How to spend 72 amazing hours in Porto, Portugal
Porto is one of those places that is perfect for a quick short visit or an extended slow travel stay. Filled with gorgeously tiled buildings, a great vibe and culinary delights
Have you ever wondered whether this place is called Porto or Oporto? You can rest assured that both are correct. Oporto is mainly used in English, while Porto is the Portuguese name. As the popularity of the destination grows, so does the use of native pronunciation. No matter what you call it, this is an awesome place to discover.
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Visit Porto on a short break
We arrived in Porto on a sunny afternoon, eager to explore the city. As we were still riding high on the awesomeness of Portugal we discovered in Lisbon, we were excited to uncover all the Porto attractions awaiting us. And let me tell you, we weren’t disappointed.
Even though I knew that Porto is Portugal’s second-largest city, it still surprised me how large it is. There was no way we would’ve been able to see all of it on foot in the short time we had. Thankfully, like any other touristy city, several hop-on, hop-off bus tour companies can make seeing the city a bit more manageable.
You can quickly hit the main Porto attractions on tour. It’s quick and easy to get around Porto on the bus tour, plus you get to experience the city views from above. As it turns out, Porto is a beautiful place. Also, 72 hours in Porto gives you a great taste of what you can find here.
I enjoyed being in a place with no plans, wandering around the city and discovering different gems almost on every corner. There are ornate churches, buildings with wrought-iron balconies, cobbled streets and plenty of bars and restaurants to indulge in. It’s a cultural and culinary paradise perfect for any cultural and history lover.
Best way to visit Porto in 72 hours
We chose to take the hop-on, hop-off bus that gave us two days’ worth of transportation around town. I enjoy these tours as they offer a chance to see more of a place, especially parts too far for walking. There are about three different bus companies, all offering pretty much similar routes, prices and promotions. You really can’t go wrong with any of them.
In addition to the bus tour, we took a boat “cruise” along the waterfront. It was a great way to see Porto from a different angle and perspective. The boat ride is long enough to enjoy and not get bored, and I highly recommend it.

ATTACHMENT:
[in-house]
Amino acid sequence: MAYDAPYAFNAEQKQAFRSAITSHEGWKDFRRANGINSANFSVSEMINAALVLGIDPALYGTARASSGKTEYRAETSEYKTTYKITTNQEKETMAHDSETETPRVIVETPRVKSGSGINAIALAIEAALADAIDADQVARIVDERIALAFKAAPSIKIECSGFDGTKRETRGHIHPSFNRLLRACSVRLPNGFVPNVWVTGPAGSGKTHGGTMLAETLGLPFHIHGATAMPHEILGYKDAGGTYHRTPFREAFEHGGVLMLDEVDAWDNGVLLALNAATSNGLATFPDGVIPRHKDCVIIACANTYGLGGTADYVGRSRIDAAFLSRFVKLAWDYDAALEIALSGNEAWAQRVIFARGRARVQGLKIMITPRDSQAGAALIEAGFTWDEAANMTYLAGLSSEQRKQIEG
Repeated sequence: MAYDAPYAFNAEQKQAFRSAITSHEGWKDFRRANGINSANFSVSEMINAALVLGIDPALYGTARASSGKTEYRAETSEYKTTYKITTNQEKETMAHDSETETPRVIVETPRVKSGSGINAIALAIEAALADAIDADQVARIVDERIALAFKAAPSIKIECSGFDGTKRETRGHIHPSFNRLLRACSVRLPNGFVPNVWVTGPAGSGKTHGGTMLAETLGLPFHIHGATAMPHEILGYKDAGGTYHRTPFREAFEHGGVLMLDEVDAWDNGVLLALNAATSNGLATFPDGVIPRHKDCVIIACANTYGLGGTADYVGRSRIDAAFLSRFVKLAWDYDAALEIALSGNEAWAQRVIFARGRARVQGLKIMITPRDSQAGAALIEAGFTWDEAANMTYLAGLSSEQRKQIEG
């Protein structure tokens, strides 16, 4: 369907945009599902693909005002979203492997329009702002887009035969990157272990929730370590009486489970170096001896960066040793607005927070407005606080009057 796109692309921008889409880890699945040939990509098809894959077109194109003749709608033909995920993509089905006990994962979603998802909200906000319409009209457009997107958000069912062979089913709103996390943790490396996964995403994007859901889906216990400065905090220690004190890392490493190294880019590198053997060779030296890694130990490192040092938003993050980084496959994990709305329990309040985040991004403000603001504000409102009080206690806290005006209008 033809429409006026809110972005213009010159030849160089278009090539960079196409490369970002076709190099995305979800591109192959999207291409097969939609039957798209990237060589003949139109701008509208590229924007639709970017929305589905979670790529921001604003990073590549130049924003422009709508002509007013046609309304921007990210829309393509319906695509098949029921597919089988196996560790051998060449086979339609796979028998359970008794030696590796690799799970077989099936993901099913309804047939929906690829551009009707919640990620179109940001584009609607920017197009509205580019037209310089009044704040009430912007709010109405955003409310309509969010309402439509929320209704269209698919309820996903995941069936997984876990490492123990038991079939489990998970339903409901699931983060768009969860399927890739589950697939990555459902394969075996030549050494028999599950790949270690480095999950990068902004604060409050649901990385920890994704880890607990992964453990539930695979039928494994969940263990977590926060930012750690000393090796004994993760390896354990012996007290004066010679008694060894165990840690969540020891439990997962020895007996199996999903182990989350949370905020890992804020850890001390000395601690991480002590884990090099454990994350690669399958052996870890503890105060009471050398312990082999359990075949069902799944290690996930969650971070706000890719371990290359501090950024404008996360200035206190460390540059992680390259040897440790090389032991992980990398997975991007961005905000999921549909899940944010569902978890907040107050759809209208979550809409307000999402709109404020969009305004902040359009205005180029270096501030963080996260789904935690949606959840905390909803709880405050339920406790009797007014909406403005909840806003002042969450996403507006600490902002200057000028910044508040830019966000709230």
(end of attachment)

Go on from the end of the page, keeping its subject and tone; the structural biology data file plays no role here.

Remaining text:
Visit Porto and all its unique neighbourhoods
The city is divided into five zones that offer a little something for everyone. This can be confusing at first, but it all comes together once you get a quick overview.
As the name implies, City Centre is the heart of Porto. As the city is also a UNESCO World Heritage site, here, you’ll find numerous architectural gems like the Camara Municipal, Sao Bento Railway Station and the Santo Antonio Hospital. Our Airbnb was in this area so that we could explore this part of the city quite a bit.
The Historical Centre is the oldest part of the city. Porto dates back to Roman times when it was a fort for the trading routes. Thanks to the Roman trade and later the Portuguese discoveries in the new world, it prospered greatly over the centuries. Here you’ll find a wonderful blend of streets, buildings and squares that have evolved with the city as it grew over the years.
This is a newer part of the city and reflects its expansion. Numerous shops, hotels and tall buildings line the Avenida da Boavista, Porto’s urban centre. They say that some of the best shopping can be done in this area. As we weren’t that interested in shopping, I can’t attest to that. But I did come across so many nice shoes!
Foz Velha and Foz Nova
The “foz” literally means “mouth.” This part of the town extends from the mouth of the Duoro River to the Atlantic Ocean. Like any other place on the water, this used to be the home of fishermen until the second half of the 16th century, when it gave way to military purposes. Along the shores are numerous restaurants, beachfront promenades, bars and oceanfront living. The boat tour offers many great views of the shoreline and photo ops.
Not as historical or exciting, the Eastern Side is the newest addition to the city. It came about as a result of growth and expansion. It was primarily rural farmlands until the end of the 19th century when the city’s population grew and expanded. Some of the farmhouses are still there, dotting the vista.